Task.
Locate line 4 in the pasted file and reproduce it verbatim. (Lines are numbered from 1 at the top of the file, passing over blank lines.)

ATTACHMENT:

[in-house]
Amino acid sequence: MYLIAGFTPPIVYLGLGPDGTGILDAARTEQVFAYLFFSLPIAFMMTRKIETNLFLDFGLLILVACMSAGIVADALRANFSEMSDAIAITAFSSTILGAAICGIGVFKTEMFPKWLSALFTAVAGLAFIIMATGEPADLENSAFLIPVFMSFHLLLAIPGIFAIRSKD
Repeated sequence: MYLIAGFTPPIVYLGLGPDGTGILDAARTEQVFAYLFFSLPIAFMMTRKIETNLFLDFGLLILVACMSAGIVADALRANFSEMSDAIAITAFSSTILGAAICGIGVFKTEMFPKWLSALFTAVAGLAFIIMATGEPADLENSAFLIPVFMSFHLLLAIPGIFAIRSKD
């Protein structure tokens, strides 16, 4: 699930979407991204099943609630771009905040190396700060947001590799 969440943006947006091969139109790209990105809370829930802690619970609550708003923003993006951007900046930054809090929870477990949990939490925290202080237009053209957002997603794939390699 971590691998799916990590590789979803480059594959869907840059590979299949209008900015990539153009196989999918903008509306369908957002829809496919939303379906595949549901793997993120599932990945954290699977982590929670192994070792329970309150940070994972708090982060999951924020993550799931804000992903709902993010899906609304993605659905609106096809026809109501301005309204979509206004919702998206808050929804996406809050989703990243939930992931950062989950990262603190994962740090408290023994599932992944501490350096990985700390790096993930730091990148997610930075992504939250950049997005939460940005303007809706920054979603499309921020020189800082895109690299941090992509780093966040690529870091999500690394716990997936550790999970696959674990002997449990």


């Protein structure tokens, strides 16, 4: 699930979407991204099943609630771009905040190396700060947001590799 969440943006947006091969139109790209990105809370829930802690619970609550708003923003993006951007900046930054809090929870477990949990939490925290202080237009053209957002997603794939390699 971590691998799916990590590789979803480059594959869907840059590979299949209008900015990539153009196989999918903008509306369908957002829809496919939303379906595949549901793997993120599932990945954290699977982590929670192994070792329970309150940070994972708090982060999951924020993550799931804000992903709902993010899906609304993605659905609106096809026809109501301005309204979509206004919702998206808050929804996406809050989703990243939930992931950062989950990262603190994962740090408290023994599932992944501490350096990985700390790096993930730091990148997610930075992504939250950049997005939460940005303007809706920054979603499309921020020189800082895109690299941090992509780093966040690529870091999500690394716990997936550790999970696959674990002997449990």